Simmons, social mobilization, and the civil rights movement

I’ve abstained from commenting on Beth Simmons’s early chapter about the history of human rights. It is not so much that, in my obviously self-interested view as a contributor to that field, her chapter is often uncritical and occasionally unsubstantiated (in its frequent repetition of the commonplace but dubious notion that the Holocaust prompted human rights law for instance). Rather, Simmons’s history of the origins of human rights doesn’t matter to her argument. Don’t get me wrong: historians like Steven Jensen are hard at work on the political origins of the human rights covenants in the 1960s and archivally rooted studies of those and later treaties are likely to be highly illuminating. But for the purposes of Simmons’s core argument about domestic compliance, the human rights treaties she is studying could have dropped from the sky at a recent date and her empirical claims about their impact through domestic politics would still stand.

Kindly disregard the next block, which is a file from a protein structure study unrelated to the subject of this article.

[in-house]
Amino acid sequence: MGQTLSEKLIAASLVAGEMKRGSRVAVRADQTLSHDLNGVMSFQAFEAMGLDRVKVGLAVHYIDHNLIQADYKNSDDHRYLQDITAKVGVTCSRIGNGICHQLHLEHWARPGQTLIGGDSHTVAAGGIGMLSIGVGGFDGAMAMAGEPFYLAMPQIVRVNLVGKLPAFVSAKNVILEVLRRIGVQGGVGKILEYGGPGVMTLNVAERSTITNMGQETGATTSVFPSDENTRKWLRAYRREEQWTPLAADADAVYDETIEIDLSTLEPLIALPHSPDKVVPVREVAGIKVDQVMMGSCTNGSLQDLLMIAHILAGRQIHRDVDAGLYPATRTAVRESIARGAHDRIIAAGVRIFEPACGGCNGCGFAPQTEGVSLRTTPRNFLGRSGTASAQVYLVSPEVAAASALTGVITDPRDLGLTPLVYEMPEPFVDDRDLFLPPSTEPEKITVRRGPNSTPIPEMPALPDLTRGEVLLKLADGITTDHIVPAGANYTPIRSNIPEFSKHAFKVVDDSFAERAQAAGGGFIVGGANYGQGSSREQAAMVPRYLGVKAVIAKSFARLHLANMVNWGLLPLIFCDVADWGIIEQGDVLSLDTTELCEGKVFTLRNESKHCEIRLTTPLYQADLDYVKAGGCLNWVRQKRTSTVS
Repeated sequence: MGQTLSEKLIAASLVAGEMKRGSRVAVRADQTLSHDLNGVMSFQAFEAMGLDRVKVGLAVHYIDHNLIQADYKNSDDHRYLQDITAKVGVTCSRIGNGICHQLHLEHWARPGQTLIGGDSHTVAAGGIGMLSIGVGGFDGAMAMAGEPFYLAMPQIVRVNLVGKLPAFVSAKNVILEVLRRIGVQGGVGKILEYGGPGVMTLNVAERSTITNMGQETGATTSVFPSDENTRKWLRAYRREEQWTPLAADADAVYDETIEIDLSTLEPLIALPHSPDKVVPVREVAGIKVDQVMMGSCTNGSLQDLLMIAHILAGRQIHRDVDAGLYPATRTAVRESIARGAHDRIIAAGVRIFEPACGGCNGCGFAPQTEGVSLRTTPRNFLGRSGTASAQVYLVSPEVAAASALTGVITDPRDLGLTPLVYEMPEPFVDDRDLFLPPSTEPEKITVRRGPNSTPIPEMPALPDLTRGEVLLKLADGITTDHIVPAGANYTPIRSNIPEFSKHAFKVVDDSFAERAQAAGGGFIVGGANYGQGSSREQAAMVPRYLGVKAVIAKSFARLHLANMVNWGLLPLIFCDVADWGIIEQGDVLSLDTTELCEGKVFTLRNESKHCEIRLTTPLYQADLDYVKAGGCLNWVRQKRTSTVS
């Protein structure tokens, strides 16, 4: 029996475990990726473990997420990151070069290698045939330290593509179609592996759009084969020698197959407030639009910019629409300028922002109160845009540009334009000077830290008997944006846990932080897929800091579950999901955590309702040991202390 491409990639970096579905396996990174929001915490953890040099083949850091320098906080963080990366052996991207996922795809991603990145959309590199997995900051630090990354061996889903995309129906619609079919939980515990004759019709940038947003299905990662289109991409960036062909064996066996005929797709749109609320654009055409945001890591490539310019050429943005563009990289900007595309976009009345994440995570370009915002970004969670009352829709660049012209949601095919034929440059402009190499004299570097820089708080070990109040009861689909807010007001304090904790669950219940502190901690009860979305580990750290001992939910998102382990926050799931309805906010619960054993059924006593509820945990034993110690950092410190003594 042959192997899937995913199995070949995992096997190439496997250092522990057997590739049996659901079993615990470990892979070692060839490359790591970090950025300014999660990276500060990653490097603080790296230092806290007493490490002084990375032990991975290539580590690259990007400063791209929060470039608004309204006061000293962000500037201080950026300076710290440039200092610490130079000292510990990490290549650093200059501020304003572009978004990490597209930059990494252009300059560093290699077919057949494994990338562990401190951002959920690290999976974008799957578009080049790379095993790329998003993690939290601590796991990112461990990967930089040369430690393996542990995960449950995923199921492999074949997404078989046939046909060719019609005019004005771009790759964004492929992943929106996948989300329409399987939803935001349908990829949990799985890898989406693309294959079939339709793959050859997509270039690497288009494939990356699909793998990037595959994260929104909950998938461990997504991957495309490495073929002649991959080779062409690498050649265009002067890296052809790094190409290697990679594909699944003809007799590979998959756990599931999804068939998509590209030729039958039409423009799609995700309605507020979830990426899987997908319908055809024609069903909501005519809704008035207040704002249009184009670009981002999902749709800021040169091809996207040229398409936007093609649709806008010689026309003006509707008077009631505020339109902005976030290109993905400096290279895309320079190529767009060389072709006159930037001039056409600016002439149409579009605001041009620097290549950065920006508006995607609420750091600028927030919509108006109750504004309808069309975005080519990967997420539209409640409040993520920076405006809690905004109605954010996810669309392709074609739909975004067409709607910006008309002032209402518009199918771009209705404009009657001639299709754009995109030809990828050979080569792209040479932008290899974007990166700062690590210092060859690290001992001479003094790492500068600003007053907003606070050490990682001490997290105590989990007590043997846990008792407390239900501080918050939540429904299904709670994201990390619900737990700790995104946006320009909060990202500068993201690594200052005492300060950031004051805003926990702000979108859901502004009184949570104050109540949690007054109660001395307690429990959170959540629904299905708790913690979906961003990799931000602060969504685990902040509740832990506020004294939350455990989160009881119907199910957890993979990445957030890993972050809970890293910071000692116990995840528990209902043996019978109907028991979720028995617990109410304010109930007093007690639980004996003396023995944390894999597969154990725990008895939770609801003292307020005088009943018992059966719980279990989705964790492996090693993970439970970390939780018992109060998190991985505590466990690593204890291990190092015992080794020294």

In this last post, I don’t want to doubt those claims – I frankly don’t have the competence to do so. I buy Simmons’s conclusion that, under a certain set of assumptions and therefore in restricted circumstances, human rights treaties have contributed marginally and thus can contribute in the future to human betterment. As she says, she may even have underestimated the impact of human rights law (365). Instead I am interested in how Simmons theorizes the relationship between treaties and social movements, in pursuit of my worry that her very demonstration that international law makes a difference obscures how politics might allow for that difference and for more of it.

Unlike in the early part of her book, it really does matter that Simmons draws on history to lend credence to her approach, for – partly because it has been the topic of so much prior discussion – the U.S. civil rights movement is the model she uses to get her theory of domestic compliance through social mobilization going.

When it comes to domestic mobilization, Simmons claims that the prior ratification of human rights treaties potentially adds value for four distinct reasons: it precommits government to be receptive to claims based on the treaty or its norms; it may enlarge the movement base; it may provide intangible resources; and it may offer additional tools, prominently including new claims in litigation. Simmons then  goes on in her empirical chapters to infer that some combination of these hypothetical effects must obtain, supplementing statistical inference with a few narrative interludes.